Some covers provide "optical-quality" forward lens covers (filters) with their capes and covers at reasonable prices. However remember the lens system is only as good as the weakest link. Cheap glass leads to cheap images.

Water resistant materials used are important for different reasons. Some water-resistant, lightweight and flexible materials were introduced in recent years. They aren't watertight, but they'll keep most rain off the camera.

Neoprene covers (divers' wet suit material) give cameras extra protection from minor impacts, but also give PJs a little more trouble with focusing and are much more bulky to carry and store.

Clear vinyl is lightweight and has excellent water resistant qualities. However, it isn't very flexible for storage. It also tends to be clingy make the PJs' hands hot with extended use.

My personal gear is protected by a Pelican rain jacket. It also doubles as a minor blimp (sound dampener). It mounts and dismounts from the camera quickly and is water repellant. The arm sleeve and main pocket allow plenty of room for my hand to opertate the camera controls.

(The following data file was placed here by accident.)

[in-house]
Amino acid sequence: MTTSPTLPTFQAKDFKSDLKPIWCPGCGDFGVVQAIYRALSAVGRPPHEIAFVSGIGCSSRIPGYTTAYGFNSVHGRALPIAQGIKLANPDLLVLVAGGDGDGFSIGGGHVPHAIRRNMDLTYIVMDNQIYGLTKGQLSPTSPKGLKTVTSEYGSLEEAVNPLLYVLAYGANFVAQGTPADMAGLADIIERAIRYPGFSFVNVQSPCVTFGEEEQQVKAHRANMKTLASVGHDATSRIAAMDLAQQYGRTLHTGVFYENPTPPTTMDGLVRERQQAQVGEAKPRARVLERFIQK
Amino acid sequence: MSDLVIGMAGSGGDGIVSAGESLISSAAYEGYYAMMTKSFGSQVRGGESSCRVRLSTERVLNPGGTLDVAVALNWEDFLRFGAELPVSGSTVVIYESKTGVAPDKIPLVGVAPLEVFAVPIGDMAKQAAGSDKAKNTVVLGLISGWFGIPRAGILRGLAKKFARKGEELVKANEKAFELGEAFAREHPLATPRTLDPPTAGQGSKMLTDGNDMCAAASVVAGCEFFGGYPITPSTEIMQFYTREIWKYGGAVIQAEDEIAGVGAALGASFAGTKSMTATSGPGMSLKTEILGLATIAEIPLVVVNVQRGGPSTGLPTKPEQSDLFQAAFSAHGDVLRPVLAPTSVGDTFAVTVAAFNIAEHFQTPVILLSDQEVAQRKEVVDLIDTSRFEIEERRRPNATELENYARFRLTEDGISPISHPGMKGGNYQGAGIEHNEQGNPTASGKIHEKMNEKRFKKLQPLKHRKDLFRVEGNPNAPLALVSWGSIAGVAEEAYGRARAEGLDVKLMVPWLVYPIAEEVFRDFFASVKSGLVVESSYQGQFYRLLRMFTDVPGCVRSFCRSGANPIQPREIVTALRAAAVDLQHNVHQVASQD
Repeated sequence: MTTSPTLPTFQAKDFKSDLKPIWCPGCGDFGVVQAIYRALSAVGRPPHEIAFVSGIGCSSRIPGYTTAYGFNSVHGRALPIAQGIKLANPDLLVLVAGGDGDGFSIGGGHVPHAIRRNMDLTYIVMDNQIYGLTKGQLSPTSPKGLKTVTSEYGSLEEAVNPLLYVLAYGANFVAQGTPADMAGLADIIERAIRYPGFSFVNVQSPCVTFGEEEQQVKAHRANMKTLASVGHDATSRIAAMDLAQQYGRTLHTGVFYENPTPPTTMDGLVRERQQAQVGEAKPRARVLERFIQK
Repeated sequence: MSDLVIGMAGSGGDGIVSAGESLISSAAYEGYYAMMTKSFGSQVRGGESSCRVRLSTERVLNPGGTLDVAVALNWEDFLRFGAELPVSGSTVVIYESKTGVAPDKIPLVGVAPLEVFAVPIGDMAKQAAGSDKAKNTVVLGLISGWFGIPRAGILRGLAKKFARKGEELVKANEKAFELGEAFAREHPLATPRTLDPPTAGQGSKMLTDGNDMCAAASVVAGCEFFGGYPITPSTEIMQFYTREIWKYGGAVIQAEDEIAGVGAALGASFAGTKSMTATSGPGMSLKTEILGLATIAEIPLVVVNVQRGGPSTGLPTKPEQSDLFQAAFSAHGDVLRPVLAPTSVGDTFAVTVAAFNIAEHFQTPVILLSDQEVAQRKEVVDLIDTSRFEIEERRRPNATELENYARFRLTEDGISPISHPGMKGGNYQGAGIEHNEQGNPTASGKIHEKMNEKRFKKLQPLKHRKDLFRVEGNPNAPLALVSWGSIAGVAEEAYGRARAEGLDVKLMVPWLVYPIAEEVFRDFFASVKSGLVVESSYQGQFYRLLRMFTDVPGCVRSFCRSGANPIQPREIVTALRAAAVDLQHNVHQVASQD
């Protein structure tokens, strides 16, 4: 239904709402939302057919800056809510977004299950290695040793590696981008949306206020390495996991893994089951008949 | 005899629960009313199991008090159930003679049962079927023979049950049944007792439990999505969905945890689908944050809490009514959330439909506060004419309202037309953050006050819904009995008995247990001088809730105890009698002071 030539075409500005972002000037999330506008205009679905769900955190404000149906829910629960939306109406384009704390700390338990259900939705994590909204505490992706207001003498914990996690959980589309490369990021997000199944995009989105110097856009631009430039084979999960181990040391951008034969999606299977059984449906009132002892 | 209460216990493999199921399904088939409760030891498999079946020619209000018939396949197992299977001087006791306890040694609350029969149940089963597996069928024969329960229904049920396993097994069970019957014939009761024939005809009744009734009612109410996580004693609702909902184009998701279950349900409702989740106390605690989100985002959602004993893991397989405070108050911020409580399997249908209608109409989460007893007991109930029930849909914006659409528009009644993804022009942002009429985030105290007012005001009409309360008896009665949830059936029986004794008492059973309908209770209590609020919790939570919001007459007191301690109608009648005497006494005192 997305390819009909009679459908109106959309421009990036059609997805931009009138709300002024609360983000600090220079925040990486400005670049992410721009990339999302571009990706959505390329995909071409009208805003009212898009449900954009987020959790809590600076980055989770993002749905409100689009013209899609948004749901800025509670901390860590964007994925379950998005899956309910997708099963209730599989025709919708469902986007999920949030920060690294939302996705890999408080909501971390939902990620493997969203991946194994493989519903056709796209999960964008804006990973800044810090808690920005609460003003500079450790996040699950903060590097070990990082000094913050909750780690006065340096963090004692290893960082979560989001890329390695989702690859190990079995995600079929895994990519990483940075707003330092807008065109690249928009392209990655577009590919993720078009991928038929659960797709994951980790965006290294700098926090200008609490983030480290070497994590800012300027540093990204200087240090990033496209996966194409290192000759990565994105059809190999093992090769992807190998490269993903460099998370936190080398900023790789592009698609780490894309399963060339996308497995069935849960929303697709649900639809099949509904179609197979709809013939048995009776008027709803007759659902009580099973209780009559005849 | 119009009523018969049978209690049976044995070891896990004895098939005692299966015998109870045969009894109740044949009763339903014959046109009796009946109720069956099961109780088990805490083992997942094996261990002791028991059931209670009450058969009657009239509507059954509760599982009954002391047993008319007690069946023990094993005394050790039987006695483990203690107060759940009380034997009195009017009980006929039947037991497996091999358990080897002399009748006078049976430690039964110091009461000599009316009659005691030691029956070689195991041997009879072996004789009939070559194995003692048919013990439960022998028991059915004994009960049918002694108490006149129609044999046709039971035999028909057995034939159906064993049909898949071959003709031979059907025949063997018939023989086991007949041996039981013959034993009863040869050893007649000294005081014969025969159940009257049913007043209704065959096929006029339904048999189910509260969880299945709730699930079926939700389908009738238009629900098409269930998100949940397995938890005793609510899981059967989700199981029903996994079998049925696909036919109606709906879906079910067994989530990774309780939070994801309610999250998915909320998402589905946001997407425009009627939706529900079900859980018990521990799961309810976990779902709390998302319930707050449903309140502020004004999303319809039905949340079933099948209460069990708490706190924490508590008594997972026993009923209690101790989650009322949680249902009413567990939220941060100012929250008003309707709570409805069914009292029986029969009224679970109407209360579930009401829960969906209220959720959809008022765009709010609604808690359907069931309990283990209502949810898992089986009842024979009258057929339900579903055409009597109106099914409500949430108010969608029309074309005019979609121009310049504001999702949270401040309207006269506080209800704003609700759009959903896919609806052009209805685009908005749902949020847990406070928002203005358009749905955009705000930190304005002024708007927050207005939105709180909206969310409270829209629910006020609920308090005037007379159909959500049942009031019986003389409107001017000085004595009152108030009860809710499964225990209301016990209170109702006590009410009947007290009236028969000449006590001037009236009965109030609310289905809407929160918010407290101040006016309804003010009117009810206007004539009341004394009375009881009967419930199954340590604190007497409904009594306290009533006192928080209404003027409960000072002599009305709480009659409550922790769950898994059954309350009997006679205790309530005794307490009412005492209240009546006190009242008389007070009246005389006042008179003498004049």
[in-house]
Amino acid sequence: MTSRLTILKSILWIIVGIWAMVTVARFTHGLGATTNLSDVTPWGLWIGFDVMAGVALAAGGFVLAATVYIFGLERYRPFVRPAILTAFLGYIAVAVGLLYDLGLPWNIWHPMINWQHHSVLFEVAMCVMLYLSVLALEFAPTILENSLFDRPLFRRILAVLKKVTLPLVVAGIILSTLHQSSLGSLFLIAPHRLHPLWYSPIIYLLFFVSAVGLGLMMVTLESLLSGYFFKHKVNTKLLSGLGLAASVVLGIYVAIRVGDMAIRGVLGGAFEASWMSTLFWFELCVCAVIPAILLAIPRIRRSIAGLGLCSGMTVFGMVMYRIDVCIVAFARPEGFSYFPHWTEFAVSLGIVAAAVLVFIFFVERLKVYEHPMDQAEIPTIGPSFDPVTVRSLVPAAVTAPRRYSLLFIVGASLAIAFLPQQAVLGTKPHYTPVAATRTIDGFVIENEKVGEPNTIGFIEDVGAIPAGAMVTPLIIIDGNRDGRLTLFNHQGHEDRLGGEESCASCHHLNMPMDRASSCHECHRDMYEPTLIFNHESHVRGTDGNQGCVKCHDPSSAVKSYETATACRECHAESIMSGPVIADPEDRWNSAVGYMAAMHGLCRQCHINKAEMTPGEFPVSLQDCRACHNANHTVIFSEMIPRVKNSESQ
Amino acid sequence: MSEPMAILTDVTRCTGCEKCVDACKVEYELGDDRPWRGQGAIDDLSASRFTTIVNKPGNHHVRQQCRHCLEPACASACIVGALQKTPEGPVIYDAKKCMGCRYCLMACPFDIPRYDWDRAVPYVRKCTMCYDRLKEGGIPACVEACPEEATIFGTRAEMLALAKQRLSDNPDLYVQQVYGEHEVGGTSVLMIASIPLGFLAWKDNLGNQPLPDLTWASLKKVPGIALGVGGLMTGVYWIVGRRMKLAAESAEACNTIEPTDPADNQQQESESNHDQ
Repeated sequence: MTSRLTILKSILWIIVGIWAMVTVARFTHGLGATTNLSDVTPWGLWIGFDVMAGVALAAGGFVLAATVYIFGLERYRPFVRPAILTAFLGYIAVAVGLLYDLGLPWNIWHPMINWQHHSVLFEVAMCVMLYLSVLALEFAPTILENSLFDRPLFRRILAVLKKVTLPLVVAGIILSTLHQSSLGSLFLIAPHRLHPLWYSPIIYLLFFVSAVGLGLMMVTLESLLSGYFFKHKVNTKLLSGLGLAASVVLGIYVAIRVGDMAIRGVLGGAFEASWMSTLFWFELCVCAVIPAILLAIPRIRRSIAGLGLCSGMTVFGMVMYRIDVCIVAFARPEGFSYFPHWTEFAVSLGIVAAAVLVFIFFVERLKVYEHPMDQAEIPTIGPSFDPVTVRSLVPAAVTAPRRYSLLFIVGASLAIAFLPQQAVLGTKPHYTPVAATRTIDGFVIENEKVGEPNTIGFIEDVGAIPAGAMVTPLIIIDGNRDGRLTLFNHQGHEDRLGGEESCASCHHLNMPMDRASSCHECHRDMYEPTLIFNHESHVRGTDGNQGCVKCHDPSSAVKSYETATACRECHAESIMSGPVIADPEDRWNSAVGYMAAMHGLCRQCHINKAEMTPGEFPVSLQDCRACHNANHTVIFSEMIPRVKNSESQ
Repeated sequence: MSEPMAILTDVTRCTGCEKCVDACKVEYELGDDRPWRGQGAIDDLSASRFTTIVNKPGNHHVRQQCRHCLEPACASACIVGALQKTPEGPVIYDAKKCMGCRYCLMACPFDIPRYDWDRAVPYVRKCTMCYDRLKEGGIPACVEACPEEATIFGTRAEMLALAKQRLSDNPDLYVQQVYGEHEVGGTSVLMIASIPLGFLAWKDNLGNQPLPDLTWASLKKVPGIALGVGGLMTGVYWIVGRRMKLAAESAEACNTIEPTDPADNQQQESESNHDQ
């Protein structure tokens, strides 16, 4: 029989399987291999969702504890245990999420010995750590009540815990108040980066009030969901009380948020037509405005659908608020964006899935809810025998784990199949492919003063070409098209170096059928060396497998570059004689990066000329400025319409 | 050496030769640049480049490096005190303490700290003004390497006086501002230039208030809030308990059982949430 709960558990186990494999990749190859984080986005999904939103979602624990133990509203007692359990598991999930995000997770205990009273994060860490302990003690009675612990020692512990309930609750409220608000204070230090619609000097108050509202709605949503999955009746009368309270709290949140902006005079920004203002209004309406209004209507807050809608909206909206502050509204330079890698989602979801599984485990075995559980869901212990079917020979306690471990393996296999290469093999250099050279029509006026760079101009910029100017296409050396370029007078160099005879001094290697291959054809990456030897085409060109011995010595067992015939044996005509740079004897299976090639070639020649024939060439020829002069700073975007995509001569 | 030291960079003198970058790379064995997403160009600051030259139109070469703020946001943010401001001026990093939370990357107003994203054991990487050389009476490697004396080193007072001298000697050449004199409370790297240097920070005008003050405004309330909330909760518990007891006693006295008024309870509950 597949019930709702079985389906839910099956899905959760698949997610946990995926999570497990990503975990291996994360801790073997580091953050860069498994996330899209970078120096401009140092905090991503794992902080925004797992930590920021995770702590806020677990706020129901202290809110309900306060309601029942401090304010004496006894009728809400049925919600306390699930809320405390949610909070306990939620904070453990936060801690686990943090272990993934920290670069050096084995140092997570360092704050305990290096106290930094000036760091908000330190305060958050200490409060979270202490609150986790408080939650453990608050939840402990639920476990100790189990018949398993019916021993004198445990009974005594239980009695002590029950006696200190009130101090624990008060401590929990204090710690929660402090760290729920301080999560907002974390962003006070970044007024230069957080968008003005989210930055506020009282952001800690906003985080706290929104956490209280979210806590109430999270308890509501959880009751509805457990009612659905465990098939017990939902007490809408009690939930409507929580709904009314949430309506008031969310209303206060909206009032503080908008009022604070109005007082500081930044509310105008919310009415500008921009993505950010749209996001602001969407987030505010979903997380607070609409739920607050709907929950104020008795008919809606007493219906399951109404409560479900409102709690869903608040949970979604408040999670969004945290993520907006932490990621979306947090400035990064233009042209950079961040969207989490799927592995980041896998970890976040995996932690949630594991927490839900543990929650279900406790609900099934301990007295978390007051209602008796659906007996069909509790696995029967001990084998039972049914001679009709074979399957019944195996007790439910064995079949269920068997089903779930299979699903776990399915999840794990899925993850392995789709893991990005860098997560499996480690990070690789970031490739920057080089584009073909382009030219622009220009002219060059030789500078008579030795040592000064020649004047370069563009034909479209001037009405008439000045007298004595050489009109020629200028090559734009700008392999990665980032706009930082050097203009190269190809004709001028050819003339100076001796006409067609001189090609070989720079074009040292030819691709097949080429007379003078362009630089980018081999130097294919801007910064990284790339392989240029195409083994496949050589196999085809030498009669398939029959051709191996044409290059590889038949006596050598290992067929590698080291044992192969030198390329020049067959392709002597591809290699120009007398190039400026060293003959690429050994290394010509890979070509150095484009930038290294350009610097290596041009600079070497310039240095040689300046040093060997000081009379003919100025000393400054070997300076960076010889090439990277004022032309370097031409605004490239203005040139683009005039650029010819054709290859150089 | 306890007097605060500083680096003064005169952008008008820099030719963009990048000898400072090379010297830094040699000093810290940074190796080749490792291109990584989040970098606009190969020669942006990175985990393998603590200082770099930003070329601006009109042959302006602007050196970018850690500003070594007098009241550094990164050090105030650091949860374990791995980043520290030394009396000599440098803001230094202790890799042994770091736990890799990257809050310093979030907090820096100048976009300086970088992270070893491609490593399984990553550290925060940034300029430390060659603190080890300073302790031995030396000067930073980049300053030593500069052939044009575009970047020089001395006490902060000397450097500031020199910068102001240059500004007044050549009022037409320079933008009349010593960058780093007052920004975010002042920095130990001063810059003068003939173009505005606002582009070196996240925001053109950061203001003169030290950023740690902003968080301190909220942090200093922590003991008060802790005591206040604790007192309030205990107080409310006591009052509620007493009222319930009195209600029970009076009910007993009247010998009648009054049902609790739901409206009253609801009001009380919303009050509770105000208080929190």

I dislike the eyepiece window and can't understand why they chose to place the preview window on the top instead of the back. Otherwise, I'm happy with the value for the cost. It's saved my cameras from hurricanes and saltwater assignments.

Because everyone's shooting habits are different, consider the following before choosing the right cover:

- Doesn't obstruct the PJs view through the eyepiece or lens.
- Protects from splashes in multiple directions.
- Allows the camera to be operated from inside and outside the cover.
- Allows lenses to be manually focused (AF lenses sometime decide not to work).
- Cover and sleeve(s) are useful or can be adjusted for various length lenses.
- Allows access to change camera settings and film without allowing water to enter.
- Allows PJ to see control LCD and preview window (digital).
- Has a way to mount on a monopod or tripod.
- Doesn't fog up under humid conditions (some manufacturers don't always think this one through).
- Can be easily attached and removed.
- Is lightweight, flexible and easily stored.

Nice features are:

- Has a way to attach a flash and/or flash cover.
- Has an extra lens shade/shield.
- Has windguards and anchor straps.

Grocery and trash bags